The Meaning Of Religion Essay, Research Paper
In Sigmund Freud s book, Civilization and Its Discontents, his explanation of society s drive towards violence and death helps signify the importance of the book s title. Freud believes that people have a deep desire for violence and death and that society uses any opportunity to satisfy those desires. Those desires, since they are not always fulfilled, are what keep civilization from being content.
Freud points to the history of human life and sees a huge amount of violence and destruction. He believes the reason that society puts so many restrictions on sexuality is that it is trying to take sexual energy and convert it to a more general love for humans, which can then help counteract our destructive drives and thus make us more content. But he thinks that these efforts to counteract our violent tendencies have had very little success.
Freud further explains his reasoning about civilization and its discontents by saying that it is our struggle for life over death that keeps society going. He writes, and now, I think, the meaning of the evolution of civilization is no longer obscure to us. It must present the struggle between Eros and Death, between the instincts of life and the instincts of destruction, as it works itself out in the human species. This struggle is what all life essentially consists of, and the evolution of civilization may therefore be simply described as the struggle for life of the human species. What this means is that civilization will always be fighting between life and death. Freud therefore suggests that since civilization will never win the fight of Eros, people will always be discontent.
In conclusion, Freud s book explains his thoughts on how civilization will never reach an absolute happiness because of its struggle against its own primitive nature. The struggle that Freud describes is circular: civilization wants to be moral, so they fight against their instincts of violence and destruction, but in order to fight against these desires, one must use the same desires. Seeing that it doesn t make sense for civilization to combat violence and destruction with violence and destruction, Freud has good reason to believe that civilization will never be successful, or better yet, civilization will always be discontent.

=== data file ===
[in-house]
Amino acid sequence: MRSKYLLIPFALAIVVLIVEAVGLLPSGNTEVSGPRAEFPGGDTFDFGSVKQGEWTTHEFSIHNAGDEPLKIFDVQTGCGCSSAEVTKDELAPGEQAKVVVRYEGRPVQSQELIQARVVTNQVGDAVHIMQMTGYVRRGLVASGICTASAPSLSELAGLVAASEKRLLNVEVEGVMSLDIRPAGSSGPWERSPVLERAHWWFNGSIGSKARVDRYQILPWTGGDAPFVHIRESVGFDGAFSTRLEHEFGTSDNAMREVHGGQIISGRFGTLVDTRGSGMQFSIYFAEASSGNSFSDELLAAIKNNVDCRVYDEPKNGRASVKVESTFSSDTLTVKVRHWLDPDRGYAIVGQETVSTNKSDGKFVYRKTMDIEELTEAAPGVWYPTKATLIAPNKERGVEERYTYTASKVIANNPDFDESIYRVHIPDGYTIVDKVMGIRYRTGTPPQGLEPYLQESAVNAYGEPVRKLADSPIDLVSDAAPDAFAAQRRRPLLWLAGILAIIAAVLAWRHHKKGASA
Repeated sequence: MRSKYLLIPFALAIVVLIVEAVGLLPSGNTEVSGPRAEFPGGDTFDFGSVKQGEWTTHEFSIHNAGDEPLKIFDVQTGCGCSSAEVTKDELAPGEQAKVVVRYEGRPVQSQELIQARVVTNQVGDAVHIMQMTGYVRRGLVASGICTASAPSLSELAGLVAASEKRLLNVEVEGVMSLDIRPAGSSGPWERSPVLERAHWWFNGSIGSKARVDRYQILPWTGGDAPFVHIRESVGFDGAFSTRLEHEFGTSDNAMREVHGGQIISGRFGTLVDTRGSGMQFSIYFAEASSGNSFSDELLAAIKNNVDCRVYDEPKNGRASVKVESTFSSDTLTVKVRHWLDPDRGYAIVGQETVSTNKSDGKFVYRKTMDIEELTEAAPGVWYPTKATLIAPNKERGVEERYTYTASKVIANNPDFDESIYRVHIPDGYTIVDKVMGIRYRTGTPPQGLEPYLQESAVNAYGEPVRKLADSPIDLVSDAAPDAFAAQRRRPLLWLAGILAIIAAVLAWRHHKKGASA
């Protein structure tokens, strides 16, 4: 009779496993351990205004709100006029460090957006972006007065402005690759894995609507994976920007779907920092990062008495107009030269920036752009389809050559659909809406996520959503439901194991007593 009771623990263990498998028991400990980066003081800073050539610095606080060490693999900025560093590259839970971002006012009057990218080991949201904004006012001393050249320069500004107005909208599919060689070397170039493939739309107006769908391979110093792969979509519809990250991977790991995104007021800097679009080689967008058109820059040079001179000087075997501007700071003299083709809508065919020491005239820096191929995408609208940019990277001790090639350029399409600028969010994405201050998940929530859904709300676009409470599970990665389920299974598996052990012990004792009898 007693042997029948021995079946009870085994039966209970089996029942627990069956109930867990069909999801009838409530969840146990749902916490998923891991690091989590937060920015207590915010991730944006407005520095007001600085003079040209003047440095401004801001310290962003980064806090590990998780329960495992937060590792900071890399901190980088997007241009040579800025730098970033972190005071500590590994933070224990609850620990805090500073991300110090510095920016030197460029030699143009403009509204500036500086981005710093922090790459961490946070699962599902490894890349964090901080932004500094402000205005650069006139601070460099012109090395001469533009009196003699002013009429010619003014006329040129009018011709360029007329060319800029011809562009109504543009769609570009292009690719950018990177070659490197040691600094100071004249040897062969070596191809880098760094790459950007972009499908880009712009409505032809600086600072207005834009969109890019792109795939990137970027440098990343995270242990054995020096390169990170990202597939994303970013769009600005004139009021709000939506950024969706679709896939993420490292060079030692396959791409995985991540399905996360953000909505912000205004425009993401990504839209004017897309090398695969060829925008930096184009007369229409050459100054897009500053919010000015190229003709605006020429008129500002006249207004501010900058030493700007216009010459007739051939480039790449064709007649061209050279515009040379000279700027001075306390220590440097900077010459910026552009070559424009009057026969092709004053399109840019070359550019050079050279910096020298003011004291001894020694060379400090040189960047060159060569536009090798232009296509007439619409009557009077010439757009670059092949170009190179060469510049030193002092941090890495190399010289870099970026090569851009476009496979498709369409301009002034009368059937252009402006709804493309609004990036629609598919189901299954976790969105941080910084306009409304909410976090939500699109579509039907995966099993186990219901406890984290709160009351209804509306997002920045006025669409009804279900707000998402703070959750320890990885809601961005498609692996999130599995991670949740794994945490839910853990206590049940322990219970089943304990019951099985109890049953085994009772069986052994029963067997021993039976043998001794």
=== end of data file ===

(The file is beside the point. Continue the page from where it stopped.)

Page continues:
When trying to decipher what is reality and what is not, one must turn to Rene Descartes philosophy for explanations. Rene Descartes once stated, “I am, [therefore] I exist.” This statement holds the only truth found for certain in life and because of that, all other self-proclaimed truths are problematic. This is because thinking about our thoughts is an automatic validation of these thoughts. However, this is due to the fact that it is easier for us to believe ourselves, even if we don t make any logical sense to anyone else. This would mean that our existence is a truth, and may be the only truth, causing all other truths to be false.
Descartes believes that it is from our experiences that we hold beliefs that we find to be our personal truths, but they may not be truths at all. From our experiences, we have learned to understand life with reason and logic; we have established our idea of reality; and we believe that true perceptions are what we sense and see. But it is our sense of reason and logic, our idea of reality, and our perceptions, that may be wrong. They are our personal beliefs, but they may not stand true to anyone else. This makes it very problematic to have a thought of reality because it shows that our reality is only true to the person that thinks it. Besides the established truth that we exist, there are no other truths that are certain because any subjective truth may be easily refuted.
Another reason that thinking about reality may be problematic is because every person possesses his or her own truth that may be contradicting to another person s belief. A truth, or one that is true for all, cannot by achieved because of the constant motion of circumstances of who said it, to whom, when, where, why, and how it was said. What one person may believe a dog is a man s best friend, another may believe that a dog is a man s worse enemy. Our perception of what is true depends on our own experiences, and how something becomes true for us. All perception, besides the perception of existence, is uncertain of being true for all individuals. Every thought, besides the idea that we think, has the possibility that it may be proven wrong. The ideas and objects that we encounter are determined true by personal evaluation in the relationships of those ideas and objects in connection with our being. The relationship of the ideas and objects in connection with another person s life may be different to my own beliefs, but this only makes them untrue to me and not to the other person.
“I am, [therefore] I exist,” Descartes said, may be the only statement with any validity of our certainty. We cannot test the validity of our reality, reason, logic, and perception in relation to all individuals, but we can test the validity of our existence by thinking, therefore, being.